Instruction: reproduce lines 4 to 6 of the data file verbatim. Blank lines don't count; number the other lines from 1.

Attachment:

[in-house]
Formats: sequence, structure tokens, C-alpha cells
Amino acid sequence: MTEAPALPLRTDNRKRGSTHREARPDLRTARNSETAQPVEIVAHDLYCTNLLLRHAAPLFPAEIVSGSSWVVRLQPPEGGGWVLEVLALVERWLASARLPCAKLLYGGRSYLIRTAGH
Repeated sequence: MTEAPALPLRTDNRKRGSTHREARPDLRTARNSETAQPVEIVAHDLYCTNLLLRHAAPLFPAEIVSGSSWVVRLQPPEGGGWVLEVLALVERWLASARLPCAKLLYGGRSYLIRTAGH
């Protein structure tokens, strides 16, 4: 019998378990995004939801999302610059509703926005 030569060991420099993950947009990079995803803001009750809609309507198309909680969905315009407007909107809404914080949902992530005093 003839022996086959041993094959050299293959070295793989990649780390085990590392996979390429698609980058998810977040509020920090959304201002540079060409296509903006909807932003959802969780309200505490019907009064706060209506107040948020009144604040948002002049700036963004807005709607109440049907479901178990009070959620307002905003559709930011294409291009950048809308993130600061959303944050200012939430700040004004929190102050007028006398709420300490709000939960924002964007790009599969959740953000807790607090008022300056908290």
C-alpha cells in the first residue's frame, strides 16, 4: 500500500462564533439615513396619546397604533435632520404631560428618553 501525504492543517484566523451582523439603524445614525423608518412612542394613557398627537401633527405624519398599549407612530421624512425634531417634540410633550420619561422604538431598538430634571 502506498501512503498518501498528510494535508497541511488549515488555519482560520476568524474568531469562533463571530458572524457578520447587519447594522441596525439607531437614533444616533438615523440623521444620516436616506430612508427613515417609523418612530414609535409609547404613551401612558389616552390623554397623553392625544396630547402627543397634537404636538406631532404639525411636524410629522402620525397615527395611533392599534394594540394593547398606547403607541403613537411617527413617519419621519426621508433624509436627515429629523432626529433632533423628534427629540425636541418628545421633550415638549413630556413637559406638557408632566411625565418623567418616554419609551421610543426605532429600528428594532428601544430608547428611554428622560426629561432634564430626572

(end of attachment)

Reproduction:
Repeated sequence: MTEAPALPLRTDNRKRGSTHREARPDLRTARNSETAQPVEIVAHDLYCTNLLLRHAAPLFPAEIVSGSSWVVRLQPPEGGGWVLEVLALVERWLASARLPCAKLLYGGRSYLIRTAGH
């Protein structure tokens, strides 16, 4: 019998378990995004939801999302610059509703926005 030569060991420099993950947009990079995803803001009750809609309507198309909680969905315009407007909107809404914080949902992530005093 003839022996086959041993094959050299293959070295793989990649780390085990590392996979390429698609980058998810977040509020920090959304201002540079060409296509903006909807932003959802969780309200505490019907009064706060209506107040948020009144604040948002002049700036963004807005709607109440049907479901178990009070959620307002905003559709930011294409291009950048809308993130600061959303944050200012939430700040004004929190102050007028006398709420300490709000939960924002964007790009599969959740953000807790607090008022300056908290």
C-alpha cells in the first residue's frame, strides 16, 4: 500500500462564533439615513396619546397604533435632520404631560428618553 501525504492543517484566523451582523439603524445614525423608518412612542394613557398627537401633527405624519398599549407612530421624512425634531417634540410633550420619561422604538431598538430634571 502506498501512503498518501498528510494535508497541511488549515488555519482560520476568524474568531469562533463571530458572524457578520447587519447594522441596525439607531437614533444616533438615523440623521444620516436616506430612508427613515417609523418612530414609535409609547404613551401612558389616552390623554397623553392625544396630547402627543397634537404636538406631532404639525411636524410629522402620525397615527395611533392599534394594540394593547398606547403607541403613537411617527413617519419621519426621508433624509436627515429629523432626529433632533423628534427629540425636541418628545421633550415638549413630556413637559406638557408632566411625565418623567418616554419609551421610543426605532429600528428594532428601544430608547428611554428622560426629561432634564430626572